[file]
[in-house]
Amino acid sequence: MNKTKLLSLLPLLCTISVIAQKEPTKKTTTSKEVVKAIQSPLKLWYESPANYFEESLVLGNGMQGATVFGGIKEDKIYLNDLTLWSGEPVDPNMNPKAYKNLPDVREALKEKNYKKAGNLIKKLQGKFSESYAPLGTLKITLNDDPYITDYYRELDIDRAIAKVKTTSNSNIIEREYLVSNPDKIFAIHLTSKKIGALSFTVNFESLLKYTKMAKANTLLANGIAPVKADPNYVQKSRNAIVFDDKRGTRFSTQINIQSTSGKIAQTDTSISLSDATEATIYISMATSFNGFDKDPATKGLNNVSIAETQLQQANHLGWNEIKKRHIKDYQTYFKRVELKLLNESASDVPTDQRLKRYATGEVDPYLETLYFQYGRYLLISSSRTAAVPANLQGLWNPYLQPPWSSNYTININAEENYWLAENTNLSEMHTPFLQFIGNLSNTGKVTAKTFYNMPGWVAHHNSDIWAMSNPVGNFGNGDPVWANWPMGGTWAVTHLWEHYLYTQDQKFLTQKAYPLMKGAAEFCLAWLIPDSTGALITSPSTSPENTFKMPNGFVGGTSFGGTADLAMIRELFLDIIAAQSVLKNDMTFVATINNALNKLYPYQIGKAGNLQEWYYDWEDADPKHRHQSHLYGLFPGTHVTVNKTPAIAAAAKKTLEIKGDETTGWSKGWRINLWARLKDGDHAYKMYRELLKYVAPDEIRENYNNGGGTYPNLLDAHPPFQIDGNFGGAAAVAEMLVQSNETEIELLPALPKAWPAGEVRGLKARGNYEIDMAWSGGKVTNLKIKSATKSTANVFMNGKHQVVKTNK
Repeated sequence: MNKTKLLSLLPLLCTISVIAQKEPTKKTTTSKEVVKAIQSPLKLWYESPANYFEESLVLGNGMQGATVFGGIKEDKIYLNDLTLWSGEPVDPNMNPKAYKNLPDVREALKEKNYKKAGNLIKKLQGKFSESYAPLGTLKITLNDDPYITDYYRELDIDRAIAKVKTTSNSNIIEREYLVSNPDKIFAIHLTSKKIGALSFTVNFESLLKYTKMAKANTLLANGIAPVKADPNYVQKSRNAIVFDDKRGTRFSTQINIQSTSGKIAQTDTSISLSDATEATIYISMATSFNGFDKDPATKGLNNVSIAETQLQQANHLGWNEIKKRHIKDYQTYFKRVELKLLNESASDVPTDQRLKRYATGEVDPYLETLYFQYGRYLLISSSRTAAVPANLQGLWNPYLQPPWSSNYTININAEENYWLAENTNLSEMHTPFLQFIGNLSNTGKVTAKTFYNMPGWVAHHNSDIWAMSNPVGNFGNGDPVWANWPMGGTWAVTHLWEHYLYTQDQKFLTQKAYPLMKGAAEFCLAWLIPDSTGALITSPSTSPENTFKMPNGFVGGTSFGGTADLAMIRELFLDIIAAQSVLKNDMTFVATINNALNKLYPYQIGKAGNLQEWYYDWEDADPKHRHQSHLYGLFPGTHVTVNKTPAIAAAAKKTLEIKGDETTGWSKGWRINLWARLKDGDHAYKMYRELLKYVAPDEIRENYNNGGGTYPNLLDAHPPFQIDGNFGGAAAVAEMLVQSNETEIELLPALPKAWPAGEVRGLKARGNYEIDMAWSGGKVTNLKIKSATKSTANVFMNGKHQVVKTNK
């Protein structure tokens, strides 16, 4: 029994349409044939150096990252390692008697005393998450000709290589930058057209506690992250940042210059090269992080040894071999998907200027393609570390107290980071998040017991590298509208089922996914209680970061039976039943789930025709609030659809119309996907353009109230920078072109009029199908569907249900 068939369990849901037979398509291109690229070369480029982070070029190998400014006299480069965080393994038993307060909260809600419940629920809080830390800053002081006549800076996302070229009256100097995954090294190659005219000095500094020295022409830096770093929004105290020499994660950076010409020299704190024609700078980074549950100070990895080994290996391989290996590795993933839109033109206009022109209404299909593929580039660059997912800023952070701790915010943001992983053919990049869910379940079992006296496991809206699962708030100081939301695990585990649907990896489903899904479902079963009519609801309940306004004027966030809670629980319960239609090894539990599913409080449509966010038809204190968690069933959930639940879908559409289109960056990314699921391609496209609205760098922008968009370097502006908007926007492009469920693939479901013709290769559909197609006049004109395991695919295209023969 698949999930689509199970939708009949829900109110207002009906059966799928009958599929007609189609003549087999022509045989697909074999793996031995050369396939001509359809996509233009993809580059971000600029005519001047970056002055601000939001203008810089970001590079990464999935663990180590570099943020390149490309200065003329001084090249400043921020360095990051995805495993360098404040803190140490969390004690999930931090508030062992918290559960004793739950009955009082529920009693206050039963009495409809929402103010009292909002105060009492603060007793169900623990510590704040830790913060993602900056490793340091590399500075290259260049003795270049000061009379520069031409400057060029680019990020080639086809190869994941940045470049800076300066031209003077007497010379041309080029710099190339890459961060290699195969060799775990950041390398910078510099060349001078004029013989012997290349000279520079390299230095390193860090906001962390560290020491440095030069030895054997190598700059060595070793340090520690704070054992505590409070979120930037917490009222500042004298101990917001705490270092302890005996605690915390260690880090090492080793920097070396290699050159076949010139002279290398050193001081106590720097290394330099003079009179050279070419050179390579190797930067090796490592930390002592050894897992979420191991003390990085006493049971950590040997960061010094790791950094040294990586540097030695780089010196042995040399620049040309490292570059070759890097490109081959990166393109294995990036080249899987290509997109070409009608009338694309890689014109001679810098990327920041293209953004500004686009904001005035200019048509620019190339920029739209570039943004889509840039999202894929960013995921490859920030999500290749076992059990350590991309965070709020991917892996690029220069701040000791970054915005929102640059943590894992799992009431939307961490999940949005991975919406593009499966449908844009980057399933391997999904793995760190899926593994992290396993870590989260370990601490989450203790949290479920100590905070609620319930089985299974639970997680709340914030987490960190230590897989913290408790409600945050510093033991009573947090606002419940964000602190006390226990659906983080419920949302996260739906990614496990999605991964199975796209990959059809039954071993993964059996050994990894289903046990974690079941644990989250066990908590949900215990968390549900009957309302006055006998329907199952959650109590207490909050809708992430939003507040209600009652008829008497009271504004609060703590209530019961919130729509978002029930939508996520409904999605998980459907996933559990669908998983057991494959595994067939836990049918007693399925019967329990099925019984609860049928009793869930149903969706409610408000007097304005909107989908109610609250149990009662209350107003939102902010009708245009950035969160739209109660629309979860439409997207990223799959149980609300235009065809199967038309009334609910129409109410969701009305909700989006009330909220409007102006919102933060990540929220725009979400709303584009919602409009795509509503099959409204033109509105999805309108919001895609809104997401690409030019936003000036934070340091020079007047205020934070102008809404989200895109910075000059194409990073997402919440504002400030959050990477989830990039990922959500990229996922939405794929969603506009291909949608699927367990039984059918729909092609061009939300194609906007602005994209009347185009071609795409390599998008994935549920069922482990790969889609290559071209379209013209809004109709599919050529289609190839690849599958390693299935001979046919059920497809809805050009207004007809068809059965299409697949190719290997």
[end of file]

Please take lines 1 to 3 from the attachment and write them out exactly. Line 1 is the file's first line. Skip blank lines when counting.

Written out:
[in-house]
Amino acid sequence: MNKTKLLSLLPLLCTISVIAQKEPTKKTTTSKEVVKAIQSPLKLWYESPANYFEESLVLGNGMQGATVFGGIKEDKIYLNDLTLWSGEPVDPNMNPKAYKNLPDVREALKEKNYKKAGNLIKKLQGKFSESYAPLGTLKITLNDDPYITDYYRELDIDRAIAKVKTTSNSNIIEREYLVSNPDKIFAIHLTSKKIGALSFTVNFESLLKYTKMAKANTLLANGIAPVKADPNYVQKSRNAIVFDDKRGTRFSTQINIQSTSGKIAQTDTSISLSDATEATIYISMATSFNGFDKDPATKGLNNVSIAETQLQQANHLGWNEIKKRHIKDYQTYFKRVELKLLNESASDVPTDQRLKRYATGEVDPYLETLYFQYGRYLLISSSRTAAVPANLQGLWNPYLQPPWSSNYTININAEENYWLAENTNLSEMHTPFLQFIGNLSNTGKVTAKTFYNMPGWVAHHNSDIWAMSNPVGNFGNGDPVWANWPMGGTWAVTHLWEHYLYTQDQKFLTQKAYPLMKGAAEFCLAWLIPDSTGALITSPSTSPENTFKMPNGFVGGTSFGGTADLAMIRELFLDIIAAQSVLKNDMTFVATINNALNKLYPYQIGKAGNLQEWYYDWEDADPKHRHQSHLYGLFPGTHVTVNKTPAIAAAAKKTLEIKGDETTGWSKGWRINLWARLKDGDHAYKMYRELLKYVAPDEIRENYNNGGGTYPNLLDAHPPFQIDGNFGGAAAVAEMLVQSNETEIELLPALPKAWPAGEVRGLKARGNYEIDMAWSGGKVTNLKIKSATKSTANVFMNGKHQVVKTNK
Repeated sequence: MNKTKLLSLLPLLCTISVIAQKEPTKKTTTSKEVVKAIQSPLKLWYESPANYFEESLVLGNGMQGATVFGGIKEDKIYLNDLTLWSGEPVDPNMNPKAYKNLPDVREALKEKNYKKAGNLIKKLQGKFSESYAPLGTLKITLNDDPYITDYYRELDIDRAIAKVKTTSNSNIIEREYLVSNPDKIFAIHLTSKKIGALSFTVNFESLLKYTKMAKANTLLANGIAPVKADPNYVQKSRNAIVFDDKRGTRFSTQINIQSTSGKIAQTDTSISLSDATEATIYISMATSFNGFDKDPATKGLNNVSIAETQLQQANHLGWNEIKKRHIKDYQTYFKRVELKLLNESASDVPTDQRLKRYATGEVDPYLETLYFQYGRYLLISSSRTAAVPANLQGLWNPYLQPPWSSNYTININAEENYWLAENTNLSEMHTPFLQFIGNLSNTGKVTAKTFYNMPGWVAHHNSDIWAMSNPVGNFGNGDPVWANWPMGGTWAVTHLWEHYLYTQDQKFLTQKAYPLMKGAAEFCLAWLIPDSTGALITSPSTSPENTFKMPNGFVGGTSFGGTADLAMIRELFLDIIAAQSVLKNDMTFVATINNALNKLYPYQIGKAGNLQEWYYDWEDADPKHRHQSHLYGLFPGTHVTVNKTPAIAAAAKKTLEIKGDETTGWSKGWRINLWARLKDGDHAYKMYRELLKYVAPDEIRENYNNGGGTYPNLLDAHPPFQIDGNFGGAAAVAEMLVQSNETEIELLPALPKAWPAGEVRGLKARGNYEIDMAWSGGKVTNLKIKSATKSTANVFMNGKHQVVKTNK